Brain power

The rise of the modern elder

Originally posted on The Horizons Tracker.

Much has been written in recent years about the growth in the multi-generational workplace that will see millennials, boomers and Gen Xers rubbing shoulders for the first time. When taken together with workplace trends such as the rise in the gig economy, it’s prompted many to reassess the linear model of life that sees us study > work > retire. It’s a model that tends to diminish the value of people as they near the end of the work phase, which could see both organizations and society missing out on tremendous wisdom.

It’s an argument made articulately by Airbnb’s Chip Conley in his latest book Wisdom at Work. He believes we should be seeing the rise of modern ‘elders’ who can impart distinct wisdom, especially in tech-driven workplaces that often favor the young.

Exhibiting wisdom

He suggests that the archetypal modern elder exhibits wisdom in a number of key ways:

  • Good judgement – the inherent experience of older employees can give them a perspective and ‘environmental mastery’ that can allow them to handle problems more productively. Bumps in the road are inevitable in any process, so it’s invaluable having people who are not only all to aware of this, but who have overcome them in the past.
  • Unvarnished insight – experience affords one a clearness of view that can allow an elder to cut through clutter to focus on what really matters in a situation. What’s more, because they have been around the block a few times, there is less need to impress or prove themselves, which can lead to greater authenticity.
  • Emotional intelligence – Chip says that knowledge speaks, but wisdom listens, and that modern elders are capable of great self-awareness, empathy and have excellent control of both their own and others emotions.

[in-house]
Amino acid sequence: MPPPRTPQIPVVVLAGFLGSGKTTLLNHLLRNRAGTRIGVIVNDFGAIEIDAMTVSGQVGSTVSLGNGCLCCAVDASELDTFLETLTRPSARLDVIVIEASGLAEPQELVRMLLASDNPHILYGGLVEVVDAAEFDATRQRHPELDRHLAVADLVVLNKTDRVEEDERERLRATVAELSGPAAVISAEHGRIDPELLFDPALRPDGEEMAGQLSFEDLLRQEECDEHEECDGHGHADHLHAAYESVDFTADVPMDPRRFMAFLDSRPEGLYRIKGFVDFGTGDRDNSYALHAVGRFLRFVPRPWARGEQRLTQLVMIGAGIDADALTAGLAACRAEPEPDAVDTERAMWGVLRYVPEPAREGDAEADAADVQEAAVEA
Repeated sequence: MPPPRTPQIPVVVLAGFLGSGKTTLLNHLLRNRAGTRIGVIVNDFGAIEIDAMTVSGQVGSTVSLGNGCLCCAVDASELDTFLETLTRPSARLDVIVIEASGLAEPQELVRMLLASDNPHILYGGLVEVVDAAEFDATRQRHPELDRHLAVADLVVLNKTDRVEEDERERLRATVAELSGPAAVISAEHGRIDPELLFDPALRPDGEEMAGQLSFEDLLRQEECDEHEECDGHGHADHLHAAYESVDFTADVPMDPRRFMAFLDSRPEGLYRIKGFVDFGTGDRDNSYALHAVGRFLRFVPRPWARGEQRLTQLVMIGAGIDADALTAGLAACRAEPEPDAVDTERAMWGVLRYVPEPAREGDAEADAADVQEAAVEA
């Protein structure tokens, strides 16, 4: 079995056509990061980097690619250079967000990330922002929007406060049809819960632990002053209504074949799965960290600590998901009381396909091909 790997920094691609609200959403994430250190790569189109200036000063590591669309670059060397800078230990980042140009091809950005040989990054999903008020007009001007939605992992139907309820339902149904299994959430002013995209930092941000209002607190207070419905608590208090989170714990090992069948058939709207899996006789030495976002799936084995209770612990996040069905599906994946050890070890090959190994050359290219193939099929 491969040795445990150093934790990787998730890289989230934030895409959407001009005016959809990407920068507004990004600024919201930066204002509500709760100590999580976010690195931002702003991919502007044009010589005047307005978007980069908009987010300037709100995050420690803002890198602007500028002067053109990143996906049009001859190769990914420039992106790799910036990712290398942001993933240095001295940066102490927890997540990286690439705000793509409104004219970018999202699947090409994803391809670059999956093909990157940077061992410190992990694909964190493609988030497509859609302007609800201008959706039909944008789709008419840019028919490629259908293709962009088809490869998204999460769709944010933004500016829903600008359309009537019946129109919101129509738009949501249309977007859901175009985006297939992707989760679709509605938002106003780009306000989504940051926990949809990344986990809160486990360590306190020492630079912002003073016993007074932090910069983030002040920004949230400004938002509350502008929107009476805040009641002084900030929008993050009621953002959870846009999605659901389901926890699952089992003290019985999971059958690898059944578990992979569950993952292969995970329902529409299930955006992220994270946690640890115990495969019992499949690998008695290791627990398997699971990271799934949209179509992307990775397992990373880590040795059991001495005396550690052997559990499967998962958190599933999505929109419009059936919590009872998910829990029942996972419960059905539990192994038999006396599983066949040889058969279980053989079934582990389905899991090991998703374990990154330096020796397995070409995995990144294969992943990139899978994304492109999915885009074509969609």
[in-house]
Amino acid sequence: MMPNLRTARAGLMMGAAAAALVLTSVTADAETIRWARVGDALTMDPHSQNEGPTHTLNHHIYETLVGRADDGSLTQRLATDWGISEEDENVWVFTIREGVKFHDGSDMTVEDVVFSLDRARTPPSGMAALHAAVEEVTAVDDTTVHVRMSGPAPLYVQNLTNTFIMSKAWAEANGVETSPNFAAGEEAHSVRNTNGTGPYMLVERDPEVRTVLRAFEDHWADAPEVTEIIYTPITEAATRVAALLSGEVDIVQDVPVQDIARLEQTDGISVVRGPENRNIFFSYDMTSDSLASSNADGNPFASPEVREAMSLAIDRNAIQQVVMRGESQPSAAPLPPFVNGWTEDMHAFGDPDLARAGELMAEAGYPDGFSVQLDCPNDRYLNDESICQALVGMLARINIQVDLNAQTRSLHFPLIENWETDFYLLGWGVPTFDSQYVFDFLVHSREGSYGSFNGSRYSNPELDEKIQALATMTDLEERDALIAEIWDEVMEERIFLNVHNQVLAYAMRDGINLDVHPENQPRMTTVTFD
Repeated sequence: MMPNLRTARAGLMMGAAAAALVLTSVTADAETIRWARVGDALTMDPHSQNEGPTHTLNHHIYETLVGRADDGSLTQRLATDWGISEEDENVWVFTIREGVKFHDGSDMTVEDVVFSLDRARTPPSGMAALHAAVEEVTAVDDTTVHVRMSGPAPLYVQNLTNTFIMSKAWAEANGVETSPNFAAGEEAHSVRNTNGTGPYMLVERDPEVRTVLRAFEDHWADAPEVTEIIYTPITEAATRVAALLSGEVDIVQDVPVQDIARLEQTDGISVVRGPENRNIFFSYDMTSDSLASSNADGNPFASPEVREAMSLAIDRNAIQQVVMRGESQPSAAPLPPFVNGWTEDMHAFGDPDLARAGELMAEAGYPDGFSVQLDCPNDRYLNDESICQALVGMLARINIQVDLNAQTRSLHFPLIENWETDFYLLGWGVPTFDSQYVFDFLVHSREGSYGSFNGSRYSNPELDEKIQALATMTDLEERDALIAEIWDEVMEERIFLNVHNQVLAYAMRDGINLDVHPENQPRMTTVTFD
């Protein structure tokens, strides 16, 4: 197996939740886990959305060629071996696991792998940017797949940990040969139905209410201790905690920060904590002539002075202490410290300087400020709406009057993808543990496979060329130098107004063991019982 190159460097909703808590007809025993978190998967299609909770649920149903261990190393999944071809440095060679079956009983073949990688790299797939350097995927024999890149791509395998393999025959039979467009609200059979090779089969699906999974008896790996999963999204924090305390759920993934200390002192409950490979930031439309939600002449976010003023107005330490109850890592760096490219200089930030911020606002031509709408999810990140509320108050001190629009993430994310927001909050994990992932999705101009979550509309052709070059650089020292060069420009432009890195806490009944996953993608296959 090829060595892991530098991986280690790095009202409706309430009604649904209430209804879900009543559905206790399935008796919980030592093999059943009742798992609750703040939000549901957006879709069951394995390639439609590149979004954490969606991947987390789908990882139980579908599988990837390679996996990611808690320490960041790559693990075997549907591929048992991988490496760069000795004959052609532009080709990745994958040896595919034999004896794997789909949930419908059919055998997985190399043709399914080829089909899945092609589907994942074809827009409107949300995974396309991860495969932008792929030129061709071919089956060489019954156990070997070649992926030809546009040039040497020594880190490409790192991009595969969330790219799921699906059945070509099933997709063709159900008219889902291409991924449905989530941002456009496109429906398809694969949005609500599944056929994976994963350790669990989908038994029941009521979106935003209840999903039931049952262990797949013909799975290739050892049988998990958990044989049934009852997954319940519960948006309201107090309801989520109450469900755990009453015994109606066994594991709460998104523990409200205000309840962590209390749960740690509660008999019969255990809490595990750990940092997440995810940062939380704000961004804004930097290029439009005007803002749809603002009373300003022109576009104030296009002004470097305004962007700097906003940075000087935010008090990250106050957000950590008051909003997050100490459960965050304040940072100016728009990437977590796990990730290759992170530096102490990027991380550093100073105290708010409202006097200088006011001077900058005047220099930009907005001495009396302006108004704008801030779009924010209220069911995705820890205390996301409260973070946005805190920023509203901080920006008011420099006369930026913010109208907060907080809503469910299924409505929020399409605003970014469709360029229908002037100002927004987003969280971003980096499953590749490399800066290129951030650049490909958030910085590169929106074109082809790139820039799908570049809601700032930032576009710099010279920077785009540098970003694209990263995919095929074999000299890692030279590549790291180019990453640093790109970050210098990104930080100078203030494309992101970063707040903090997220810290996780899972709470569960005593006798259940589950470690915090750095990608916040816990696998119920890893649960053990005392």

• Holistic thinking – the brain naturally loses speed and memory as it ages, but is more able to see holistically. This ability to ‘recombinate’ from multiple domains has tremendous value in a range of fields, not least in innovation where pattern recognition is key.
  • Stewardship – more and more organizations strive to be good corporate citizens, and Chip argues that elders are able to appreciate their small place in the world and put their experience to good use for future generations. It’s a desire to give rather than take.

We’ve seen platforms emerge, such as Your Encore, to enable organizations to tap into the wisdom of older employees, but whilst these platforms operate on a gig economy style model, Conley argues for a more fundamental reassessment of age in the workplace, and the value ‘elders’ can bring to the way our organizations function.

With most western societies experiencing a tremendous demographic transition towards an older, greyer society, it’s a shift that cannot come soon enough.

Article source: The Rise Of The Modern Elder.

Header image source: ArlandThorntonMentoring2003 on Wikipedia is licensed by CC BY-SA 3.0.

Adi Gaskell

I'm an old school liberal with a love of self organizing systems. I hold a masters degree in IT, specializing in artificial intelligence and enjoy exploring the edge of organizational behavior. I specialize in finding the many great things that are happening in the world, and helping organizations apply these changes to their own environments. I also blog for some of the biggest sites in the industry, including Forbes, Social Business News, Social Media Today and Work.com, whilst also covering the latest trends in the social business world on my own website. I have also delivered talks on the subject for the likes of the NUJ, the Guardian, Stevenage Bioscience and CMI, whilst also appearing on shows such as BBC Radio 5 Live and Calgary Today.

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